Sun, Nov 28, 2010 - Page 6 News List

Foiled Saudi al-Qaeda cells were recruiting members

Reuters, RIYADH

Saudi Arabia said on Friday it had captured 149 al-Qaeda militants in recent months who were raising money and recruiting members to carry out attacks inside the kingdom, with links to other militants in Somalia and Yemen.

The announcement by the world’s largest oil-exporting country was made with Saudi Arabia’s elderly King Abdullah in the US recovering from surgery to treat a blood clot complication from a slipped disc.

“In the past eight months, 149 people linked to al-Qaeda were arrested, among them were 124 Saudis and 25 were from other nationalities,” Saudi Interior Ministry spokesman Mansour Turki told a news conference.

Turki said the attackers belonged to 19 al-Qaeda cells and were planning to target government facilities, security officials and journalists in the kingdom. He gave no names of targets.

When asked whether they had also targeted oil installations in Saudi Arabia, the world’s top oil exporter, he said: “We cannot exclude this. Investigations are ongoing.”

The television channel al Arabiya reported that the kingdom had also foiled plans to attack Saudi oil installations.

The non-Saudi suspects were Arabs, Africans and South Asians, he said, adding that the thwarted cells had associations with al-Qaeda in Yemen, Somalia and Afghanistan.

“These cells have links with al-Qaeda, who are disturbing the security in Yemen, with Somalia and organizations in Afghanistan,” Turki said.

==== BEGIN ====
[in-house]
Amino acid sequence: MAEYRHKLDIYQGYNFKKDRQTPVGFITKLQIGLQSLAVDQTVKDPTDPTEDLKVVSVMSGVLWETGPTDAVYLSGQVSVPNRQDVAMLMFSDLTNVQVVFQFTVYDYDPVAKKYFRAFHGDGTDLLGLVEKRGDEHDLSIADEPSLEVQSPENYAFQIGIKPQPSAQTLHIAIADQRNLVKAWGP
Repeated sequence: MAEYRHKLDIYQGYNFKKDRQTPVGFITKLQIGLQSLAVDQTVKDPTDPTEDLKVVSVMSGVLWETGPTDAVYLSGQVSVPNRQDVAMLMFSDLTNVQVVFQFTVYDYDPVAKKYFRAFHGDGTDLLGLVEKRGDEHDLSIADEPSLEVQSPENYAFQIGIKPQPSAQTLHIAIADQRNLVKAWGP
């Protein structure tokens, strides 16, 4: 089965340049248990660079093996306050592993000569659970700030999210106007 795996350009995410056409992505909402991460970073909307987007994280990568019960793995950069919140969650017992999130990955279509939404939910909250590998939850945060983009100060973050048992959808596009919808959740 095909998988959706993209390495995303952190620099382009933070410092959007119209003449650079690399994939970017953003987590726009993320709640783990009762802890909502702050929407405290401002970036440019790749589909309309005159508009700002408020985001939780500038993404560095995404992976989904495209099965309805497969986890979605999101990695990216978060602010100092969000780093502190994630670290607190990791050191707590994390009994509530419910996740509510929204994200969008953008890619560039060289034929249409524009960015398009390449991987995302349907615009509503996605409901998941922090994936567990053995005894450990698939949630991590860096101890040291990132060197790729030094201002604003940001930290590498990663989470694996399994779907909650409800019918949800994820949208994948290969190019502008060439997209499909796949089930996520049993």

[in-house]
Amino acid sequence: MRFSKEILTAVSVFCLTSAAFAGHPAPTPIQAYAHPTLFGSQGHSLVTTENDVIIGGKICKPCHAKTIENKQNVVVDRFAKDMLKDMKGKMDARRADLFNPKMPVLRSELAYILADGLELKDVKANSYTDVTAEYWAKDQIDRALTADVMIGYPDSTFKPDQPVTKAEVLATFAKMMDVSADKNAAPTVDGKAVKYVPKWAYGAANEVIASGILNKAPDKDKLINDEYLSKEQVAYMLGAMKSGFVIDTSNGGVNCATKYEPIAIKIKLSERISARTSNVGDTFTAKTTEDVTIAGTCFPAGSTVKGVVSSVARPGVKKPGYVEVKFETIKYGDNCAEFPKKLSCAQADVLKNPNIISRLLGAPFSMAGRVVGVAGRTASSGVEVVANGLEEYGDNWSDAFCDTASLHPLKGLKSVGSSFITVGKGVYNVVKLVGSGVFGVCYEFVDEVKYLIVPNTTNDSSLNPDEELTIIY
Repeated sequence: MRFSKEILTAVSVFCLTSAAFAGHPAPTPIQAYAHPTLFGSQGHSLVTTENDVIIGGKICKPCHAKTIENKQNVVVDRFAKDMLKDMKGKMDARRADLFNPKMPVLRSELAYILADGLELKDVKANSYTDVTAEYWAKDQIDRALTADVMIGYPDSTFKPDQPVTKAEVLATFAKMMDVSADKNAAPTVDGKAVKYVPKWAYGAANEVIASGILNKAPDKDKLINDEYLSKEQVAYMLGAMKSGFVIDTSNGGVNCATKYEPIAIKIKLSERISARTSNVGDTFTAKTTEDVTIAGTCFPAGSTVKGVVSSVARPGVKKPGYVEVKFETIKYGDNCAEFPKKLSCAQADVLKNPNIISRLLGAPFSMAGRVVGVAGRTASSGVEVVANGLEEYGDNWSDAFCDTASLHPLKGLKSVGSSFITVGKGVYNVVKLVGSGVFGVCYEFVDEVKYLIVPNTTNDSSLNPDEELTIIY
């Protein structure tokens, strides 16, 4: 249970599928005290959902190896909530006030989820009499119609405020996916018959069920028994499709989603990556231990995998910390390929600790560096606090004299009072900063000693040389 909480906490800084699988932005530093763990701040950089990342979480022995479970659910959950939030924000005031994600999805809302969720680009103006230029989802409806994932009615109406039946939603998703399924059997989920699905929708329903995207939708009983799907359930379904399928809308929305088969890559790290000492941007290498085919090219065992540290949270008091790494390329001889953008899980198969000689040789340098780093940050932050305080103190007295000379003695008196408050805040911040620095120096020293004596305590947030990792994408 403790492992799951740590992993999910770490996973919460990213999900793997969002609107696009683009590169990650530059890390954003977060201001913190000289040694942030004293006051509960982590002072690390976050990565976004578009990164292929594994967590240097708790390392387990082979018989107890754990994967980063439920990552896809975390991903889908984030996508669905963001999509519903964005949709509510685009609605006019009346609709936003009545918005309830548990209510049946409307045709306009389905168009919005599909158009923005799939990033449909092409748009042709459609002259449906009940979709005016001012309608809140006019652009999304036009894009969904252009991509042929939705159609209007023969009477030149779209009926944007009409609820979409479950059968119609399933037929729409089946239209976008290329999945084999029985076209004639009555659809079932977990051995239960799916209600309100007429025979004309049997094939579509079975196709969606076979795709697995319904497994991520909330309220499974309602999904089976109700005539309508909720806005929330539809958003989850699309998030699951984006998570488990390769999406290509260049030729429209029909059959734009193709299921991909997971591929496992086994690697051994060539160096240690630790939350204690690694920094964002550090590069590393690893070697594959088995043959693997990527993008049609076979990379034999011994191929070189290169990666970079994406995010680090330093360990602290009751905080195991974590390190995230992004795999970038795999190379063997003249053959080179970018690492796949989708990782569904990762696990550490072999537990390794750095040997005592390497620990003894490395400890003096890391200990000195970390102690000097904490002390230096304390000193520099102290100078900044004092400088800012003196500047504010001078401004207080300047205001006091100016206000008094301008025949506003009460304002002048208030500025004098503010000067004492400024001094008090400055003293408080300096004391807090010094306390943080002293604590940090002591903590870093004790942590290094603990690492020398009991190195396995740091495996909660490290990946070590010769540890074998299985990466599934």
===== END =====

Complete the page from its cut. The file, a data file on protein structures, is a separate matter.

One cell had links to Somalia, but the large majority had ties to Yemen. Most cells were very small, were operating independently and still in the stages of being set up, he said.

The ministry confiscated 2.24 million riyals (US$597,000) from al-Qaeda suspects, Turki said, and militants had tried to collect money and spread their ideology during the Muslim pilgrimages of hajj and umrah in Saudi Arabia.

Analysts said that while the announcement was not unusual for Saudi Arabia, it pointed to the kingdom’s continuing struggle against militancy, but also its -improved intelligence and tactics in fighting al-Qaeda.

“There is no doubt that there is a security problem. Particularly it seems [to be] coming from inside Yemen,” said Neil Partrick, an independent Britain-based analyst on the Middle East.

“In the last five years the Saudi security services ... have become more efficient at intercepting security threats, whether those directed against soft targets or those against major installations,” Partrick said.

A Saudi Arabian counter-terrorism drive halted a violent al-Qaeda campaign in the country from 2003 to 2006. Al-Qaeda’s Yemeni and Saudi wings merged last year into a new group, al-Qaeda in the Arabian Peninsula, based in Yemen.

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